Genetic Evidence on the Origins of Indian Caste Populations
Watkins, W. Scott
Dixon, Mary E.
Ricker, Chris E.
Rao, Baskara B.
Naidu, J. Mastan
Prasad, B. V. Ravi
Reddy, P. Govinda
Papiha, Surinder S.
Redd, Alan J.
Hammer, Michael F.
Nguyen, Son V.
Carroll, Marion L.
Batzer, Mark A.
Jorde, Lynn B.
Cold Spring Harbor Laboratory Press
Scholarly/refereed, publisher version
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The origins and affinities of the ∼1 billion people living on the subcontinent of India have long been contested. This is owing, in part, to the many different waves of immigrants that have influenced the genetic structure of India. In the most recent of these waves, Indo-European-speaking people from West Eurasia entered India from the Northwest and diffused throughout the subcontinent. They purportedly admixed with or displaced indigenous Dravidic-speaking populations. Subsequently they may have established the Hindu caste system and placed themselves primarily in castes of higher rank. To explore the impact of West Eurasians on contemporary Indian caste populations, we compared mtDNA (400 bp of hypervariable region 1 and 14 restriction site polymorphisms) and Y-chromosome (20 biallelic polymorphisms and 5 short tandem repeats) variation in ∼265 males from eight castes of different rank to ∼750 Africans, Asians, Europeans, and other Indians. For maternally inherited mtDNA, each caste is most similar to Asians. However, 20%–30% of Indian mtDNA haplotypes belong to West Eurasian haplogroups, and the frequency of these haplotypes is proportional to caste rank, the highest frequency of West Eurasian haplotypes being found in the upper castes. In contrast, for paternally inherited Y-chromosome variation each caste is more similar to Europeans than to Asians. Moreover, the affinity to Europeans is proportionate to caste rank, the upper castes being most similar to Europeans, particularly East Europeans. These findings are consistent with greater West Eurasian male admixture with castes of higher rank. Nevertheless, the mitochondrial genome and the Y chromosome each represents only a single haploid locus and is more susceptible to large stochastic variation, bottlenecks, and selective sweeps. Thus, to increase the power of our analysis, we assayed 40 independent, biparentally inherited autosomal loci (1 LINE-1 and 39 Alu elements) in all of the caste and continental populations (∼600 individuals). Analysis of these data demonstrated that the upper castes have a higher affinity to Europeans than to Asians, and the upper castes are significantly more similar to Europeans than are the lower castes. Collectively, all five datasets show a trend toward upper castes being more similar to Europeans, whereas lower castes are more similar to Asians. We conclude that Indian castes are most likely to be of proto-Asian origin with West Eurasian admixture resulting in rank-related and sex-specific differences in the genetic affinities of castes to Asians and Europeans.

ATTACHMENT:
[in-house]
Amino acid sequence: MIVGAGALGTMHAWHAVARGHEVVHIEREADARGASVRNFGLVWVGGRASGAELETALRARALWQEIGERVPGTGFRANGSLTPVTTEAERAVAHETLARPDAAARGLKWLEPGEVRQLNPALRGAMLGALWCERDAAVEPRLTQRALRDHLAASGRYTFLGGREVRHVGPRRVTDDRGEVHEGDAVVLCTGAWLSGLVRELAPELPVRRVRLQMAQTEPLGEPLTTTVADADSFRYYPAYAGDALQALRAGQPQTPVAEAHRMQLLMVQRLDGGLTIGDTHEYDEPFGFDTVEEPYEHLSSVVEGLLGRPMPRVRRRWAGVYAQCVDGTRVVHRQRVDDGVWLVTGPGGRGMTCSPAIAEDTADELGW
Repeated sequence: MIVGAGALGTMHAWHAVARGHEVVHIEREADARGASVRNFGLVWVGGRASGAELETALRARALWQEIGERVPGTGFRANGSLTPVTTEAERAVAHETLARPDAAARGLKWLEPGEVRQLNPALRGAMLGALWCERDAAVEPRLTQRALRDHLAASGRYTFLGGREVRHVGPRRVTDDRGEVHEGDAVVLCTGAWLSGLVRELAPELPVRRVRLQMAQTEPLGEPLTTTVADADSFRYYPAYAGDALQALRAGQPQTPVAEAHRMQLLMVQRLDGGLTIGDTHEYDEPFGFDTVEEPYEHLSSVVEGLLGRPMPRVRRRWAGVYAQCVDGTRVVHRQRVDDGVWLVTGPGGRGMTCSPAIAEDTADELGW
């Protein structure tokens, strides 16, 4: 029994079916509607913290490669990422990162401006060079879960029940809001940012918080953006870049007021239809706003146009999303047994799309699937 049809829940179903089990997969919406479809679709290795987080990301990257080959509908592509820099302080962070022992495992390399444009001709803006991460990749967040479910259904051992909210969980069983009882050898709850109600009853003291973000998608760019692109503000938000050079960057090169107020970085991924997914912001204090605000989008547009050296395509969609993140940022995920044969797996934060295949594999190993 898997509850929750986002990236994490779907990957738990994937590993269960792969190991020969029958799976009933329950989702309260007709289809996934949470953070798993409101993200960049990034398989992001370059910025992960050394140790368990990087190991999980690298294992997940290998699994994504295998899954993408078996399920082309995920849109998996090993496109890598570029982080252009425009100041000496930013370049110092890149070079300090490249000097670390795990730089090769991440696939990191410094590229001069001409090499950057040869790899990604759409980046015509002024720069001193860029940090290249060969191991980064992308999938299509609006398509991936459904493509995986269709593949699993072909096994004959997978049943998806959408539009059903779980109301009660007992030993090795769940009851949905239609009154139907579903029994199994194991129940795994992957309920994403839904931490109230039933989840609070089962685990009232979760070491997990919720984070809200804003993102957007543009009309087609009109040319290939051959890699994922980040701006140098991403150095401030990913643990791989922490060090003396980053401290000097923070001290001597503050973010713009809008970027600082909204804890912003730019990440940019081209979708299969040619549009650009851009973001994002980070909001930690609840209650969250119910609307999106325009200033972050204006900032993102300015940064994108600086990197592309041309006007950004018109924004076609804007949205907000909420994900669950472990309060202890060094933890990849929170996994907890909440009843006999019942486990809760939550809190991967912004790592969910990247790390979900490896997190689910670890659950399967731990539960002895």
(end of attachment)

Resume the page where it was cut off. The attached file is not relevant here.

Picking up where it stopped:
This is the published version, also available here: http://www.dx.doi.org/10.1101/gr.173301.
Bamshad, M., Kivisild, T., Watkins, W. S., Dixon, M. E., Ricker, C. E., Rao, B. B., Naidu, J. M., Prasad, B. V. R., Reddy, P. G., Rasanayagam, A., Papiha, S. S., Villem, R., Redd, A. J., Hammer, M. F., Nguyen, S. V., Carroll, M. L., Batzer, M. A., Jorde, L. B. "Genetic evidence on the origins of Indian caste populations" Genome Research. (2001). 11, 6. 994-1004. http://www.dx.doi.org/10.1101/gr.173301.
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